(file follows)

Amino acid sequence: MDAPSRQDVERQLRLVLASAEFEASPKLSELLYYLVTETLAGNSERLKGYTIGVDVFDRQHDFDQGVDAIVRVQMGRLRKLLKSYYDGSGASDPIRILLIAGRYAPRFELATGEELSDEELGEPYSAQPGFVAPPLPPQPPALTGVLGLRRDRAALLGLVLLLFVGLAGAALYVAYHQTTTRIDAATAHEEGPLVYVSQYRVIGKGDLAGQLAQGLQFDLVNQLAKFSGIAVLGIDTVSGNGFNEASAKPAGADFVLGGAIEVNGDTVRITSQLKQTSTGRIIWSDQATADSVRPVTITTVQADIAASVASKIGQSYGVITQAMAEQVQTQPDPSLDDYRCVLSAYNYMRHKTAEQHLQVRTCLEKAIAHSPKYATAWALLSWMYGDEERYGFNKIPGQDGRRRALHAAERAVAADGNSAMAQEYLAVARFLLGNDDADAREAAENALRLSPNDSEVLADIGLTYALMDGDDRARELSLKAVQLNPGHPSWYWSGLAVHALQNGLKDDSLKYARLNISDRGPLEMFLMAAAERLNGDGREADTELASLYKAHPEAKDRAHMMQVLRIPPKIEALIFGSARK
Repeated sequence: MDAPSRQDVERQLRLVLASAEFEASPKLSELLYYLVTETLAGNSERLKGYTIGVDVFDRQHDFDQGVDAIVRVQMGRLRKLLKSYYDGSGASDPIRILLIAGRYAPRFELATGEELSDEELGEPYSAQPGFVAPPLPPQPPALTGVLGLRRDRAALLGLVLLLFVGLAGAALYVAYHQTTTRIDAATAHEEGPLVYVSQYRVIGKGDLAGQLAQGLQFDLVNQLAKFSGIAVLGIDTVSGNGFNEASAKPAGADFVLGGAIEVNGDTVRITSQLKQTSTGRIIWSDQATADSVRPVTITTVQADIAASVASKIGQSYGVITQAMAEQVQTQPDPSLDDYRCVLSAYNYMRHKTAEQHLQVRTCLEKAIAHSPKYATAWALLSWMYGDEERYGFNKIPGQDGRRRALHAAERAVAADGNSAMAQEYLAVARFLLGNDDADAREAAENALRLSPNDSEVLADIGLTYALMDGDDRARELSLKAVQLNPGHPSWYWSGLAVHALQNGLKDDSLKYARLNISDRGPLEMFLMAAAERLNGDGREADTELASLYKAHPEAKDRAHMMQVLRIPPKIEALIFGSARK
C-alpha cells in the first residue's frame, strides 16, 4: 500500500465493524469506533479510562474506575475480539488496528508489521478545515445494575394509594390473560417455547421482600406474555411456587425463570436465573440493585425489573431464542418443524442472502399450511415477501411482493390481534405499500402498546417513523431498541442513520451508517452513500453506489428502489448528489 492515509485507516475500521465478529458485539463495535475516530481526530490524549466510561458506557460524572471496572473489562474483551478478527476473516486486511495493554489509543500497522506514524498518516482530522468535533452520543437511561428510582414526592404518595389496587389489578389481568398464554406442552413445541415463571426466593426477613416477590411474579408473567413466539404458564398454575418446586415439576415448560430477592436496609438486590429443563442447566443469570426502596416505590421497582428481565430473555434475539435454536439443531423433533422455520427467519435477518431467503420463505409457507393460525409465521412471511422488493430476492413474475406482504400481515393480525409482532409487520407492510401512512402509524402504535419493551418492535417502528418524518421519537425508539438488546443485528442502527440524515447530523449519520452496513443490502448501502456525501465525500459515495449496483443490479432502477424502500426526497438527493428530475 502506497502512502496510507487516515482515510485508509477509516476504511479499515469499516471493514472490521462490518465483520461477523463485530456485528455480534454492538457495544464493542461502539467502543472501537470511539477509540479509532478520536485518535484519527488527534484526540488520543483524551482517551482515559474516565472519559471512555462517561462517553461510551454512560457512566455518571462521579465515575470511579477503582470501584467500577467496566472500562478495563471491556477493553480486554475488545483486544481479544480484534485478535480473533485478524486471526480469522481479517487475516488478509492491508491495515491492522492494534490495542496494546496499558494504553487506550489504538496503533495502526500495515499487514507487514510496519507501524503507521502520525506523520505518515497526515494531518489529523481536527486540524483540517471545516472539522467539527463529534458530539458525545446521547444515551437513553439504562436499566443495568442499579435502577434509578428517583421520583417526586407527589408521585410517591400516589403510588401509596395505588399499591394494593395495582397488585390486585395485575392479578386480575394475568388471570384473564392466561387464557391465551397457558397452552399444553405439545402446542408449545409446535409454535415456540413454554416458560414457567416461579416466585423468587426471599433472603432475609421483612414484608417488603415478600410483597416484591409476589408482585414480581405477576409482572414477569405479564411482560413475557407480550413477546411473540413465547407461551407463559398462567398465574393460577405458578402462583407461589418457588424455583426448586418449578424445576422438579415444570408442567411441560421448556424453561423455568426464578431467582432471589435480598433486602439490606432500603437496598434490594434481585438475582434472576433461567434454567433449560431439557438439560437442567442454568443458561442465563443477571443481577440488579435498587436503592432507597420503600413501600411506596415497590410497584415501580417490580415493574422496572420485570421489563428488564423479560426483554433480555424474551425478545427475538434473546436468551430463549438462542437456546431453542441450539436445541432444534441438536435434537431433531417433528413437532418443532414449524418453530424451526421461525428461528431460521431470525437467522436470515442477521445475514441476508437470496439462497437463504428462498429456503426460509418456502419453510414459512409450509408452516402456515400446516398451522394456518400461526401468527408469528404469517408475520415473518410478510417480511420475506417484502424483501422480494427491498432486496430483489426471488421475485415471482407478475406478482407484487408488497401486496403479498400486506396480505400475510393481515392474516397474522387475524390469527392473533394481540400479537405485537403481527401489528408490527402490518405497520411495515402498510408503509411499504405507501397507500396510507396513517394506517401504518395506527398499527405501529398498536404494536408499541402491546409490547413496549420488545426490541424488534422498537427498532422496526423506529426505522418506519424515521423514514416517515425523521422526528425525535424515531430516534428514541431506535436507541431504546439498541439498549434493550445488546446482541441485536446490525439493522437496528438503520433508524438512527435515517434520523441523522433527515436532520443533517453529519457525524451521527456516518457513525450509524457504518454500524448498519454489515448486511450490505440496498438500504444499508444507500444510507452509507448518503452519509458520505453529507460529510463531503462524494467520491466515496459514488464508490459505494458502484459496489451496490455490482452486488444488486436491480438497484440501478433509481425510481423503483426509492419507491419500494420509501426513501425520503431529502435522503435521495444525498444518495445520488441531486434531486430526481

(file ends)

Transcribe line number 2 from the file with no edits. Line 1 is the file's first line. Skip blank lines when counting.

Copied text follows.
Repeated sequence: MDAPSRQDVERQLRLVLASAEFEASPKLSELLYYLVTETLAGNSERLKGYTIGVDVFDRQHDFDQGVDAIVRVQMGRLRKLLKSYYDGSGASDPIRILLIAGRYAPRFELATGEELSDEELGEPYSAQPGFVAPPLPPQPPALTGVLGLRRDRAALLGLVLLLFVGLAGAALYVAYHQTTTRIDAATAHEEGPLVYVSQYRVIGKGDLAGQLAQGLQFDLVNQLAKFSGIAVLGIDTVSGNGFNEASAKPAGADFVLGGAIEVNGDTVRITSQLKQTSTGRIIWSDQATADSVRPVTITTVQADIAASVASKIGQSYGVITQAMAEQVQTQPDPSLDDYRCVLSAYNYMRHKTAEQHLQVRTCLEKAIAHSPKYATAWALLSWMYGDEERYGFNKIPGQDGRRRALHAAERAVAADGNSAMAQEYLAVARFLLGNDDADAREAAENALRLSPNDSEVLADIGLTYALMDGDDRARELSLKAVQLNPGHPSWYWSGLAVHALQNGLKDDSLKYARLNISDRGPLEMFLMAAAERLNGDGREADTELASLYKAHPEAKDRAHMMQVLRIPPKIEALIFGSARK